In a world where good stories bring people from various paths together, “The Arc: A Trilogy of New Jewish Plays” shines a bright light on the rich variety of Jewish life in today’s Britain. At Soho Theatre, we’re taken on a journey where birth, marriage, and even the hamster’s passing away are woven with Jewish customs and a touch of laughter and positivity. Plus, a hint of marzipan and fruitcake sweetness makes it all a tad more special (that cake on stage looked yummy, to be honest!).
Director Kayla Feldman’s creative vision blends modern and traditional elements seamlessly on stage, crafting a wonderful atmosphere that feels authentic. This trilogy’s introduction of Jewish culture to a wider audience comes in an easy-to-understand package, mixed with family situations that just feel familiar, no matter which culture or faith the audience identifies with.
“The Arc” lightly touches on Jewish culture, giving a slight taste of traditions, but without being overwhelming. In terms of “serious” content, I counted 2 prayer scenes and 1 minor Auschwitz reference, which gave a good base for the stories but at the same time, without outshining the generally jolly theme. All 3 plays take a break from the usual serious Jewish theatre narratives and just deliver a pleasant night out (trust me, the audience was responding quite loudly to all the jokes on the night I saw the show). I almost could think of this set of stories as a fun alternative to a Netflix night – just like you would be checking out 3 episodes online, here you get to experience little comedic delights in a short and sweet form.
In “Birth,” by Amy Rosenthal, family emotions unfold like a puzzle, from simple crossword chat to heartfelt discussions. In this story, the dialogues were a highlight, impressive with their natural progression from casual crossword guessing to a passionate, lively argument. The portrayal of Michael (Nigel Planer) struck a chord with me, as his character felt reminiscent of my grandfather in the way he was written and conveyed on stage – such a delight to watch. I quite enjoyed continuously guessing the next steps of the play, and figuring out the final resolution to who the mysterious guest (Dorothea Myer-Benett) was and what was the reason for her visit. It’s a classic “who did it and why” kind of story, but served in such an enjoyable, short form!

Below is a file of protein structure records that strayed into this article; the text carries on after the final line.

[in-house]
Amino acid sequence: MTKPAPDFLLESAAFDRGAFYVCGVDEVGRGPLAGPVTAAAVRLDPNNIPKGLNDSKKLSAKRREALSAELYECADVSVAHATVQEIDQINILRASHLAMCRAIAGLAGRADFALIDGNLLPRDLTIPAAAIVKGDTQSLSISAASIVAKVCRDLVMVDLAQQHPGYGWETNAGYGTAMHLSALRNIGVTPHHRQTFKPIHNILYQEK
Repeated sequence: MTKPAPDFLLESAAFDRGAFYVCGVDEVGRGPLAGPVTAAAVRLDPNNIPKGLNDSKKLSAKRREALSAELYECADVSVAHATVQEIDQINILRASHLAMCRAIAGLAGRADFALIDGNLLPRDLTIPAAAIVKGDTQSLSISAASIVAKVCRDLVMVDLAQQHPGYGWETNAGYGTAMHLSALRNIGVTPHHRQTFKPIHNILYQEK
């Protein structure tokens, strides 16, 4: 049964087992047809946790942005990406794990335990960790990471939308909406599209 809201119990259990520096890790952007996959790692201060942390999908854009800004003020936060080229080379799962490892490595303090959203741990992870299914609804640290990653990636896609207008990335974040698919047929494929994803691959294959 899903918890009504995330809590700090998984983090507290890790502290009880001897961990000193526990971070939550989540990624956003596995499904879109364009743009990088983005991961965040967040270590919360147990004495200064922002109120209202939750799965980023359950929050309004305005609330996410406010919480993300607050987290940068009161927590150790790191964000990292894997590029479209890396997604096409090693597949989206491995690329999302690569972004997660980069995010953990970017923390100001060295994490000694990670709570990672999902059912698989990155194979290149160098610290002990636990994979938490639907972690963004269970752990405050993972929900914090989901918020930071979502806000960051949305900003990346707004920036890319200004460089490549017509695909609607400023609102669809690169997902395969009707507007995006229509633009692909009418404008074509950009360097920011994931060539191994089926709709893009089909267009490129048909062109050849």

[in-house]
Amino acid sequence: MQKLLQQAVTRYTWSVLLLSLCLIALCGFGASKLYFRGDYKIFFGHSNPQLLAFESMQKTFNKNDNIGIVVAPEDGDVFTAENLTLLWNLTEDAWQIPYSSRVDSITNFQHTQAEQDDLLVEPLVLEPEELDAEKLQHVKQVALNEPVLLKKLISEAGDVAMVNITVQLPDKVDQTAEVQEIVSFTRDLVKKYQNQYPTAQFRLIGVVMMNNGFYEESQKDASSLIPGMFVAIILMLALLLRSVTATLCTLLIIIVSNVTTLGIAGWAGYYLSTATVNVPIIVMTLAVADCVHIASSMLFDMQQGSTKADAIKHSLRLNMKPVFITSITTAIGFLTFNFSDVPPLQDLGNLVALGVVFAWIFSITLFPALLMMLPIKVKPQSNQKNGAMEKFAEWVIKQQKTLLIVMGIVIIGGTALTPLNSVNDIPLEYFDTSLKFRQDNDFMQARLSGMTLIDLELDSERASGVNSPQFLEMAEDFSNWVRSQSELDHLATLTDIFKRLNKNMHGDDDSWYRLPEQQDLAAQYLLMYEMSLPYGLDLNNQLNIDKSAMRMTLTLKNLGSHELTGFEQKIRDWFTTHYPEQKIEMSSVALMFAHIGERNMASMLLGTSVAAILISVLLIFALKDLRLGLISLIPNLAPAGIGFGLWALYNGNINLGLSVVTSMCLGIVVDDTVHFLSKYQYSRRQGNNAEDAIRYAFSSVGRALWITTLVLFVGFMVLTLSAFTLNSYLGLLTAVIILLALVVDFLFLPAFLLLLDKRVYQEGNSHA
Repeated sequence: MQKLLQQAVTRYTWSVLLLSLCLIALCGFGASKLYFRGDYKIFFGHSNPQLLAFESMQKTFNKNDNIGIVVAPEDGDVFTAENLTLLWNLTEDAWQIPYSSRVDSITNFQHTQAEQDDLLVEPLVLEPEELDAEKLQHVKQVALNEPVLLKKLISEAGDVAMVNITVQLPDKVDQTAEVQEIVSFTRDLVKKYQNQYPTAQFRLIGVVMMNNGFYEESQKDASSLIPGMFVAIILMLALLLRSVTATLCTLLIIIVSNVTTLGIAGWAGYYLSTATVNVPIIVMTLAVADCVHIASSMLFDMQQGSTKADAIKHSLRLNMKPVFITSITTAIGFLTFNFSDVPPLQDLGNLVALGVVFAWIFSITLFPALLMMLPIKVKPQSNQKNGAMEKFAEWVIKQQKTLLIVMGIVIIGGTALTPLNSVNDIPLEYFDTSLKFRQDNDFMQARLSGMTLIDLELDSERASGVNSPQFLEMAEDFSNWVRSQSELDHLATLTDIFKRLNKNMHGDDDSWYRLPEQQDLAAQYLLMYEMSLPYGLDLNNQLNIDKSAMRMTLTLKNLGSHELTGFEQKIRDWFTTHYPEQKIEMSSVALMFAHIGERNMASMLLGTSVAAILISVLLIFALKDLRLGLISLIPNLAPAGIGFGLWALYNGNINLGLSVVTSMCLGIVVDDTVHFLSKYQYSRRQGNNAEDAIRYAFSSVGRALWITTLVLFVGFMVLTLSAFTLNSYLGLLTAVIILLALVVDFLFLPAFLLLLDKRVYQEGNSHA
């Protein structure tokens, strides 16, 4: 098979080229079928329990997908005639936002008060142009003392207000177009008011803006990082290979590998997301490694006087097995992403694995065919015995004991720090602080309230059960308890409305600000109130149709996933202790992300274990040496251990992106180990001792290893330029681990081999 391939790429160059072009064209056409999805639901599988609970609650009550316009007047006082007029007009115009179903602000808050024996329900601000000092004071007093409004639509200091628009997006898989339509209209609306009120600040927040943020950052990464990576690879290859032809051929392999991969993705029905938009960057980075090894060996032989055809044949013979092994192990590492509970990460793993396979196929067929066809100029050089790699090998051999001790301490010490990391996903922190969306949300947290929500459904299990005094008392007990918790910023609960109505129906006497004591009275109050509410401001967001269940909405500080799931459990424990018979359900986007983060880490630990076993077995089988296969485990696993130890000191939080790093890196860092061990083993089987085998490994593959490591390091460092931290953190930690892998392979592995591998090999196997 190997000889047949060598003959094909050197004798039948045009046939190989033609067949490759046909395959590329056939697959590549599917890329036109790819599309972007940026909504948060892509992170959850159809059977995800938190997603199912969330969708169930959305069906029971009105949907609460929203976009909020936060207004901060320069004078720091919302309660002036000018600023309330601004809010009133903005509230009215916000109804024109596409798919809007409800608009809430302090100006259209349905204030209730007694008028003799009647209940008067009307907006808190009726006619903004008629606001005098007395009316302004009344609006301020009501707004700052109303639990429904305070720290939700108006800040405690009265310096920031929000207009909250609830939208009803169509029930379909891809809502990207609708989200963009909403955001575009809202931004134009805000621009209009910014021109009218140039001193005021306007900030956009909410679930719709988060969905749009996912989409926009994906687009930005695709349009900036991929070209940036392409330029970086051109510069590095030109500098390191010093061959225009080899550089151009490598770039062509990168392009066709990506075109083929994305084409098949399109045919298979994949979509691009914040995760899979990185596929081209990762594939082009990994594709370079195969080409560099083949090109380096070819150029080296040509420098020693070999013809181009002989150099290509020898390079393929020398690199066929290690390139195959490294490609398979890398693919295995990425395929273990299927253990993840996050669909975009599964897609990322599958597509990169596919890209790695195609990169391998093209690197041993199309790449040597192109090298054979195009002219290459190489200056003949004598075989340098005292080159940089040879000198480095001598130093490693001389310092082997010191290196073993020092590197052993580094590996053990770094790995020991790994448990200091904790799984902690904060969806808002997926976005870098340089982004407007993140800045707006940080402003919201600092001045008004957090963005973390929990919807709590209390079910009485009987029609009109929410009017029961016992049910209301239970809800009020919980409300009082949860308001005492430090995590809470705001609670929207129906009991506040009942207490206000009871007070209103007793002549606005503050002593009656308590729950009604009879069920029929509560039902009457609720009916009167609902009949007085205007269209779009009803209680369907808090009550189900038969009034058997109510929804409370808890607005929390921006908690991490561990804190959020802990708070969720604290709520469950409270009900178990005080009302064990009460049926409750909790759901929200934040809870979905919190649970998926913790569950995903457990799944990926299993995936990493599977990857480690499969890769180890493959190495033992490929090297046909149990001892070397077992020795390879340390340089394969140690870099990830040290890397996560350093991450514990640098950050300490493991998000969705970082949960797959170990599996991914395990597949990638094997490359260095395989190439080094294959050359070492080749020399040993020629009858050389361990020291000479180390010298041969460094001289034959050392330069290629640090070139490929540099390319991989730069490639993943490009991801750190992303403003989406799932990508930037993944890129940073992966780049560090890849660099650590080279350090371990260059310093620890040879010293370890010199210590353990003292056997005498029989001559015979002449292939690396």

“Marriage,” written by Alexis Zegerman, guides the audience through modern dating and mixes history with today’s romance. As Adrian and Eva navigate love and history, their connection is both personal and part of a bigger story.
The writers of the play sent a subtle wink towards the audience here, with the way they approached the traditional “Be Fruitful and Multiply” approach. Abigail Weinstock and Dan Wolff managed to pull off an awkward atmosphere of a first date (and not just once but multiple times!).
Then in “Death” by Ryan Craig, family ties are explored with a mixture of humour and heart. Even in the face of challenges such as divorce and illness, the embrace of age-old traditions binds a family together, evoking both laughter and deep emotional connections. The little twist that’s used here to ponder on death and traditional funerals is brilliant. The story serves the biggest surprise element at the very end, as a hero from another story makes a surprise – causing the audience (myself included) to burst with laughter. Well done for a short play about death!
The cast delivered performances that shined as brilliantly as the North Star. Nigel Planer’s portrayal of Michael and Godfrey brought a smile to my face, as he effortlessly stole the spotlight. Dorothea Myer-Bennett’s Naomi was a whirlwind of energy, leaving an indelible mark with her impeccable timing and charismatic presence.
“The Arc: A Trilogy of New Jewish Plays” is a celebration of culture and stories. From August 15th to August 26th, 2023, catch these captivating tales at Soho Theatre (click here for tickets). Don’t miss out on these heartwarming stories that show how we’re all connected, and maybe even get a chuckle or two along the way!
*I received the ticket in exchange for an honest review of the show